"Gifts" of the past: long palm muscle, hiccups, skin rushing


Evolutionism today is the basic theory of biology, but 160 years ago, when Charles Darwin announced his work on the origin of species, he was just a hypothesis – and yet he was not well adapted to a decent society.

For many years, society has been demanding evidence of strong Darwinian words and is not entirely satisfied with them. Although there was no need to look too much for the evolutionary theory of evolution, each person carries them in his body.

Blind Watch Errors

In Darwin's time, the most difficult mechanism was the stopwatch. Only a skilled master could build such a watch. So it seemed obvious to opponents of evolutionary theory that designing, designing, and "building" much more complex living organisms was also a necessary master. The explanations of some crazy Englishman that this was happening to themselves seemed to them the most absurd.

Unfortunately, the classic analogy between body and clock is not accurate. This is because our body structure is not as perfect as the work of Swiss watchmakers.

If the human body was created, it was a blind watchmaker, ironic scientists. After all, he incorporated a pile of pieces into the mechanism that are useless, and others that even interfere. The beauty and perfection of that evolution observer had no idea – he simply thwarted the random variations of the same "clock" without regret, rejecting the unsuccessful copies of the selection.

And yet, the result of his work is impressive. For about 4 billion years, he began to become a human being, beginning with the so-called primordial soup and semi-cellular prototype, an unreal complex with defects.

Although our eyes are often called the best natural breeding, cephalopod eyes, such as octopus, actually have fewer defects.

Running "screws"

To compare Homo sapiens the clock with the clock does not serve because the master seems to have placed both the barometer and the parts of the thermometer.

There are many rudimentary organs in our bodies that have long since lost their function. This is what the mental teeth with appendix: once they were needed to chew and dig foods rich in fiber, today they are giving people more trouble than they.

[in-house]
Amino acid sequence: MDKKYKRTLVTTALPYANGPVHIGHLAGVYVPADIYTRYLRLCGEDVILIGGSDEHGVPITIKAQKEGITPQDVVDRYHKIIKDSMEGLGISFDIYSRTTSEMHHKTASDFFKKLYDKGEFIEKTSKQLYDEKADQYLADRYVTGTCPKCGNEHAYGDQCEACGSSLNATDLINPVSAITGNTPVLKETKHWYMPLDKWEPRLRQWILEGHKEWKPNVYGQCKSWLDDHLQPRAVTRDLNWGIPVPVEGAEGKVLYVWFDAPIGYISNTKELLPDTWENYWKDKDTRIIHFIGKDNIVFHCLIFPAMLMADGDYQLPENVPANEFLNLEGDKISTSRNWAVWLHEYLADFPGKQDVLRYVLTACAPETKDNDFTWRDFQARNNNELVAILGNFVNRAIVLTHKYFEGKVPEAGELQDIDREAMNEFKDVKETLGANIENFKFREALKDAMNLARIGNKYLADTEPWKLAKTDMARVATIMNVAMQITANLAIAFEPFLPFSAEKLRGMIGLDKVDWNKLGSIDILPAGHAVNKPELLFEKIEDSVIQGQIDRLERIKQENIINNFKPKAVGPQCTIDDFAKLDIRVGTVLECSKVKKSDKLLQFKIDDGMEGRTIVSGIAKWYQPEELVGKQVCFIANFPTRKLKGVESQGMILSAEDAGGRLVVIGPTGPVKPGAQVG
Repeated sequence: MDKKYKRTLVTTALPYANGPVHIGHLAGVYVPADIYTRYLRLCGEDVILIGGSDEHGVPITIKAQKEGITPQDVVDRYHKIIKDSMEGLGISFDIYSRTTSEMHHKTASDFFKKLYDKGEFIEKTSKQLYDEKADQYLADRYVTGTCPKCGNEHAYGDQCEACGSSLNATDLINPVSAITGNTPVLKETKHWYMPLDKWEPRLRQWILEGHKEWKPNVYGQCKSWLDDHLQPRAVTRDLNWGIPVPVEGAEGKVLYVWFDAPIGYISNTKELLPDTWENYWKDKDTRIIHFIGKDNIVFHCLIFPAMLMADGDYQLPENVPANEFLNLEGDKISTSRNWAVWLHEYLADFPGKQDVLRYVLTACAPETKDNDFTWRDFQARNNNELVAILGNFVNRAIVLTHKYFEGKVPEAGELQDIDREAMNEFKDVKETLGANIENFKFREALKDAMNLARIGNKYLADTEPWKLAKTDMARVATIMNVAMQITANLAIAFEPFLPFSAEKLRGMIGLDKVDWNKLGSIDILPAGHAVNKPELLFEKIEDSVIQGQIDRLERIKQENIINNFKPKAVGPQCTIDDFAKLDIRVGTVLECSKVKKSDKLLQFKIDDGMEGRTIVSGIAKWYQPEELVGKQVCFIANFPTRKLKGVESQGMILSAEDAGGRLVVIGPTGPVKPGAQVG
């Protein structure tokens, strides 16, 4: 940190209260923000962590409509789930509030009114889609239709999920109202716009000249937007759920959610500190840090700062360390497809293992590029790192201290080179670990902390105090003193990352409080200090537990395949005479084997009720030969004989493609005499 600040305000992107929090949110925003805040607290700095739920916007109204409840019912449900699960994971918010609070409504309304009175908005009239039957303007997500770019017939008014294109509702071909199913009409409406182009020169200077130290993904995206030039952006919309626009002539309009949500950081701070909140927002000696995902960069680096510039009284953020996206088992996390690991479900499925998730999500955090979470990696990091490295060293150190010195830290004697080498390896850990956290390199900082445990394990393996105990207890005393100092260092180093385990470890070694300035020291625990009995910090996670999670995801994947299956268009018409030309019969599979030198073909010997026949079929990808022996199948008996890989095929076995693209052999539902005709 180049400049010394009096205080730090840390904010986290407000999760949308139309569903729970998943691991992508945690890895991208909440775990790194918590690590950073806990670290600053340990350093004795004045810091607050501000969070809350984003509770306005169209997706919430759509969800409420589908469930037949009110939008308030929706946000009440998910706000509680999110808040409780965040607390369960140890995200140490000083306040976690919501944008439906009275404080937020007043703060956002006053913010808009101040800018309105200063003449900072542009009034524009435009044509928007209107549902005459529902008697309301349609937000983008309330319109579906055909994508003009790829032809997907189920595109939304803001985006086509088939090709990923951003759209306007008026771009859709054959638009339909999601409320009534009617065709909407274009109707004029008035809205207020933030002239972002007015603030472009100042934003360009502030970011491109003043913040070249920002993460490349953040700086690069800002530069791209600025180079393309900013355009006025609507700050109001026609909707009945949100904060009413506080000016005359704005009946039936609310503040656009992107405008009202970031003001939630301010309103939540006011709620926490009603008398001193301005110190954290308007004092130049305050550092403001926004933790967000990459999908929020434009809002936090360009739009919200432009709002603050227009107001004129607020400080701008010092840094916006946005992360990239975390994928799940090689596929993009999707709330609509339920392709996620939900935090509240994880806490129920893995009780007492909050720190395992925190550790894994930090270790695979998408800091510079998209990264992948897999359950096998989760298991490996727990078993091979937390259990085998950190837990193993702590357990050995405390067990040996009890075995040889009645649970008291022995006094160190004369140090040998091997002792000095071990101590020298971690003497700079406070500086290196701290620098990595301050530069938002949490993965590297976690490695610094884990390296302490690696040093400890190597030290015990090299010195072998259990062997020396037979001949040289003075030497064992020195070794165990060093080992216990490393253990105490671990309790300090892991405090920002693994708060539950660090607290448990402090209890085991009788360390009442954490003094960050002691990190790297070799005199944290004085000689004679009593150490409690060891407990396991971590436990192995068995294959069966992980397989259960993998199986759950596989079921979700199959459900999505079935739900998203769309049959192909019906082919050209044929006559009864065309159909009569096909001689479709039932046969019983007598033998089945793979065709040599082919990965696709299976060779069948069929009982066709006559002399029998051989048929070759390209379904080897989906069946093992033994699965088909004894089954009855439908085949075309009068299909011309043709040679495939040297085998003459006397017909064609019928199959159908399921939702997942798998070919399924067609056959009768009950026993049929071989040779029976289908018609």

If you are strumming your fingers and bending your wrist, the tendon will almost certainly appear on the lower forearm. It is tightened by the long muscle of the palm, remaining only 86%. people.

For animals, this muscle gives you the chance to loosen your nails or get up, but you do not need it. Unless God will not allow it, there is a medical need: Doctors can remove and transplant the long palm muscle tissue where it is needed without compromising the strength or flexibility of the hand.

Most likely, this muscle will be full of time and will be completely rotten, as it has already – and is still happening with other unnecessary muscles. For example, the pyramidal abdominal muscle, with about 20% of the total body weight. humanity no longer has, although most other people have two.

Yarns collected

As with other mammals, 11 of the 12 cerebrospinal pores do not extend beyond the head. Only the 10th couple does not go out and feel the fibers, the lungs and even the intestines. That's why we call it a nomadic nerve.

When you fall on the nomadic nerve, the branched branch is also on the right side of the body in the bone and, on the left – in the arch of the aorta, it turns and returns to reach the throat.

If the electrician carried the wires, people twisted at his fingertips. But I do not care about evolution, so the signal from the brain to the strings of my voice is like a deviation. There is still a struggle for other mammals to have this even greater circumference: for example, for giraffes, its length is 4.5 m. And since 150 million The neck of the superheroes who lived on Earth for years was much larger than the giraffes, a distance of up to 28 meters, although in reality the brain and throat are only inches away.

Clutching the nerve to the throat is one of the greatest evils of evolution. In all our terrestrial animals, common ancestors who lived in the water, no nerve passed through the body. Directly from the brain, it branched along the six gills of the gills, just like in modern fish.